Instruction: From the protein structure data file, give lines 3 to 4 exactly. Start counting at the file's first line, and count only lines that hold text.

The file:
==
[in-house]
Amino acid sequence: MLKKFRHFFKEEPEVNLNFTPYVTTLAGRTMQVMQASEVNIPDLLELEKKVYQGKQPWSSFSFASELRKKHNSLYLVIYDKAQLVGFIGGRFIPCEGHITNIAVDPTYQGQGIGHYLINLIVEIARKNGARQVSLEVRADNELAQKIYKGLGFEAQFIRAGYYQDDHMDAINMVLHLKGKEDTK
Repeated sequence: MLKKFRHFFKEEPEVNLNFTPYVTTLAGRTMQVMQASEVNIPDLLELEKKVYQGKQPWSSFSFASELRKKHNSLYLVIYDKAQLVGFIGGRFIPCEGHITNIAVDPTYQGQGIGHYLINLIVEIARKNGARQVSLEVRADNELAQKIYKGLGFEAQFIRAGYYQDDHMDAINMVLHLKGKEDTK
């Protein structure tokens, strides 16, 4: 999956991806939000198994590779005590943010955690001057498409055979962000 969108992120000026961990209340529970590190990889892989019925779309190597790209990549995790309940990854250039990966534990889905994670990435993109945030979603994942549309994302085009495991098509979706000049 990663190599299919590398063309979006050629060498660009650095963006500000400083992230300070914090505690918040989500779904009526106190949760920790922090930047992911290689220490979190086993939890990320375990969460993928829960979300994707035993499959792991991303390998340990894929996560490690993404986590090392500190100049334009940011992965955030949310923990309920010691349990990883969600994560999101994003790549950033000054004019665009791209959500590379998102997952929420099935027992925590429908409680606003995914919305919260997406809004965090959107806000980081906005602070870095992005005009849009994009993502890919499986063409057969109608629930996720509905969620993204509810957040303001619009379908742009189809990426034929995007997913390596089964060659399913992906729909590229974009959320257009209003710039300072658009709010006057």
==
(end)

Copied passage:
Repeated sequence: MLKKFRHFFKEEPEVNLNFTPYVTTLAGRTMQVMQASEVNIPDLLELEKKVYQGKQPWSSFSFASELRKKHNSLYLVIYDKAQLVGFIGGRFIPCEGHITNIAVDPTYQGQGIGHYLINLIVEIARKNGARQVSLEVRADNELAQKIYKGLGFEAQFIRAGYYQDDHMDAINMVLHLKGKEDTK
């Protein structure tokens, strides 16, 4: 999956991806939000198994590779005590943010955690001057498409055979962000 969108992120000026961990209340529970590190990889892989019925779309190597790209990549995790309940990854250039990966534990889905994670990435993109945030979603994942549309994302085009495991098509979706000049 990663190599299919590398063309979006050629060498660009650095963006500000400083992230300070914090505690918040989500779904009526106190949760920790922090930047992911290689220490979190086993939890990320375990969460993928829960979300994707035993499959792991991303390998340990894929996560490690993404986590090392500190100049334009940011992965955030949310923990309920010691349990990883969600994560999101994003790549950033000054004019665009791209959500590379998102997952929420099935027992925590429908409680606003995914919305919260997406809004965090959107806000980081906005602070870095992005005009849009994009993502890919499986063409057969109608629930996720509905969620993204509810957040303001619009379908742009189809990426034929995007997913390596089964060659399913992906729909590229974009959320257009209003710039300072658009709010006057």